A psychosocial assessment describes the issues that need to be addressed by the social practitioner (Connell et al., 2018). The psychiatric ailment and its implications, legal recognition, among other variables.
In identifying information, I selected Shanice Jordan, a single woman from Grand Rabbit, Michigan, who has spent several years living in Kingston, New York. She identifies herself as a highly motivated individual who has worked as an attorney. After discovering well about the company’s capabilities where she worked previously from her aunt, Miss. Shanice sought assistance from there. Shanice arrived at the company dressed in pullover sweaters and a tank top. She sat back in her seat after around ten minutes, wiping tears periodically as she explained the effect her work had on her prior relationship, home life, and sexual troubles. Starting in late Autumn and extending throughout November, she opted to come for a sequence of weekly psychotherapy sessions, contributing to the total amount of clinical documentation accessible.
Background and Current Functioning
Shanice Jordan is a mother of two adolescent daughters. Miles has already enrolled at a military school in Mount Irwin, while Julian usually stays at home. After her junior year at Northwestern University, Shanice became an attorney. For the past years, Shanice has worked as an attorney associate in Broadway, New York. Shanice identifies herself as a committed Catholic and participates in many other midweek social functions hosted by her parish regularly. Also, she is generally in good condition, but occasionally she complains of migraines and exhaustion. She has spoken with her primary care specialist concerning this ailment, who believes it is stress-related. She’s now treating her illness with over-the-counter drugs like aspirin.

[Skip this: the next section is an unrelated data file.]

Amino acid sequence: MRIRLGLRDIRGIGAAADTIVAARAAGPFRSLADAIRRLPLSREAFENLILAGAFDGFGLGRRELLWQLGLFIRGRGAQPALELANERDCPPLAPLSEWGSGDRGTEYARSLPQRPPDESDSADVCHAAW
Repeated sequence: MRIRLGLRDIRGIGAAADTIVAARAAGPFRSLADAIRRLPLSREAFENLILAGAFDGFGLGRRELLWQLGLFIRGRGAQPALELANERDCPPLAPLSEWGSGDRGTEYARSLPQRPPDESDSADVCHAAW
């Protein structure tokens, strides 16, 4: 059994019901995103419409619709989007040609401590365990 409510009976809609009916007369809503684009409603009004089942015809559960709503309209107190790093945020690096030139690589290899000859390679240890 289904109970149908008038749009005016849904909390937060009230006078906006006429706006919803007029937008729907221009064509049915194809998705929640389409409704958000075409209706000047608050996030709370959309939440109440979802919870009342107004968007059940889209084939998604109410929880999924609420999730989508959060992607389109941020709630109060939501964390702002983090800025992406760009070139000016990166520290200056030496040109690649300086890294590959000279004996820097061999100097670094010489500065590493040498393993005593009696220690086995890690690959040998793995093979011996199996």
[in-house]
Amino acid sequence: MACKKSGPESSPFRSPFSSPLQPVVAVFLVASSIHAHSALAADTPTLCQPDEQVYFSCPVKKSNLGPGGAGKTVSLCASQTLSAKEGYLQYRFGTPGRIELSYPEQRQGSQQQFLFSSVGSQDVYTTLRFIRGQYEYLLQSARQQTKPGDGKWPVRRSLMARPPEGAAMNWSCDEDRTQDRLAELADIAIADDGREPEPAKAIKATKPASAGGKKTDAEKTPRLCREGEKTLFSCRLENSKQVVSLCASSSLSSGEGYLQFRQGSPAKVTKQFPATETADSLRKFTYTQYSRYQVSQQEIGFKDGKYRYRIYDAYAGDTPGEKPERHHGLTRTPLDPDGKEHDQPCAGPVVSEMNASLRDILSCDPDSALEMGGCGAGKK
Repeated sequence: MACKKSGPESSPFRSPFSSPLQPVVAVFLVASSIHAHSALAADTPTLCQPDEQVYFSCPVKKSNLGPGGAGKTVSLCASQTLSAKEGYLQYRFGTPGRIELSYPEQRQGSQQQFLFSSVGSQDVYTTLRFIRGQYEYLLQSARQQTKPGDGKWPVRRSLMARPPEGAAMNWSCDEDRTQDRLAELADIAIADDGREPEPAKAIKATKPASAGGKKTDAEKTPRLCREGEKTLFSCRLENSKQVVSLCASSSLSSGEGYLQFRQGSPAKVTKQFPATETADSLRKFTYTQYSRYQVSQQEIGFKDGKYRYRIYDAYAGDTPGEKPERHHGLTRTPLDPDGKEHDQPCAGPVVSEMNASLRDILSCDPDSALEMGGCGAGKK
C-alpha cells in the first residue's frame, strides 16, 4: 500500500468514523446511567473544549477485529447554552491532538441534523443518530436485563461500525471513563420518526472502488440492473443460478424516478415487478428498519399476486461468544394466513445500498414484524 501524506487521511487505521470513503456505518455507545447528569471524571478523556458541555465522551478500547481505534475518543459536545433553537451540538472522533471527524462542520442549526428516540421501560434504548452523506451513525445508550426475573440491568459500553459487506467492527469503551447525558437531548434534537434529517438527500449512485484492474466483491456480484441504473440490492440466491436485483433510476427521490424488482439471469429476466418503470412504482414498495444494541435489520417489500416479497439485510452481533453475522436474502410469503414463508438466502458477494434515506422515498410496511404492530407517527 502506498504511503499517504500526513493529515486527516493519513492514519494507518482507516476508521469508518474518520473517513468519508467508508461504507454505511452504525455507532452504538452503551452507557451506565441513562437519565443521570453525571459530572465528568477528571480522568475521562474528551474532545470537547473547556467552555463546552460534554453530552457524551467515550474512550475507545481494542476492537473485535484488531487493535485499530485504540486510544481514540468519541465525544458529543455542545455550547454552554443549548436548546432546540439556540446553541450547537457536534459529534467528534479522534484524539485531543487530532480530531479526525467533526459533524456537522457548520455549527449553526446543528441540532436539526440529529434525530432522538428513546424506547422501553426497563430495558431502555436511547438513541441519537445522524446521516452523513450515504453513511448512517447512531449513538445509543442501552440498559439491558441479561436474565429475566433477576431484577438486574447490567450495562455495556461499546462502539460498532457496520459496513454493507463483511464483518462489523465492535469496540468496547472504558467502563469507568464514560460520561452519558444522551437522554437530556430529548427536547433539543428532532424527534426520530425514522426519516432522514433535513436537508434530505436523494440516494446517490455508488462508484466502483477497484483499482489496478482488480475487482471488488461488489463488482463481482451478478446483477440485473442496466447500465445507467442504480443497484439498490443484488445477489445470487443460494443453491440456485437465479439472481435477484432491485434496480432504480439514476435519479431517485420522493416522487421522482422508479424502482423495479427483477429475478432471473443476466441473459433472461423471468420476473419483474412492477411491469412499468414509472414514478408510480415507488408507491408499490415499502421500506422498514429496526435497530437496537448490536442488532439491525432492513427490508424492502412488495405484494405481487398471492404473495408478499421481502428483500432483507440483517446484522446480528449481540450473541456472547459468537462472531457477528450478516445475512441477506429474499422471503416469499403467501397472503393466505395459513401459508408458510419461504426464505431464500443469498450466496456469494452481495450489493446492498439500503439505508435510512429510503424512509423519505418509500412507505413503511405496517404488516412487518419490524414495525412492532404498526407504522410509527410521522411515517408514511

In addition, Shanice claims to have had chronic depression when she chose to be a single mother forcing her to be on an antidepressant throughout her life. Still, it is so unfortunate she can’t recall the drug’s label (Hasanpoo et al., 2018). Shanice also mentions that she has a lot of acquaintances and that she performs in her local church choir. She attended a neighborhood central league team last year, and she plans to participate in the next coming summertime sporting competition. Furthermore, she expressed concerns about a former boyfriend whom she defined as abusive throughout the first several encounters in the relationship. This incident of being in an abusive relationship pushed her to notify the cops; despite her sadness and exhaustion, Miss. Shanice seems to do good in her profession and workouts regularly.
Impressions, Assessment, and Recommendations
Shanice Jordan, a single woman entrepreneur, sought assistance for sentiments of remorse and sadness stemming from the vast sums of income she had amassed in a trivial job (Janati et al., 2018). She exhibits several excellent traits that should aid in her treatment. She is productive in the workplace, and she has a considerable understanding of her conflicts’ roots (Jaarsma et al., 20121). I recommended long-term counseling to Miss Shanice, and she promised to use her health insurance to find a therapist and also vowed to stay committed for a few months of her psychotherapy sessions.
Connell, T., Barnett, B., & Waters, D. (2018). Barriers to antenatal psychosocial assessment and depression screening in private hospital settings. Women and Birth, 31(4), 292-298.
Hasanpoor, A., Janati, A., Gholizadeh, M., & Haghgoshayie, E. (2018). Use of Evidence-based Management in public hospitals management in Iran: A national survey. Hospital, 17(3), 9-19.
Janati, A., Hasanpoor, E., Hajebrahimi, S., & Sadeghi-Bazargani, H. (2018). Evidence-based management–healthcare manager viewpoints. International journal of health care quality assurance.
Jaarsma, T., Hill, L., Bayes‐Genis, A., La Rocca, H. P. B., Castiello, T., Čelutkienė, J.,… & Strömberg, A. (2021). Self‐care of heart failure patients: Practical management recommendations from the Heart Failure Association of the European Society of Cardiology. European journal of heart failure, 23(1), 157-174.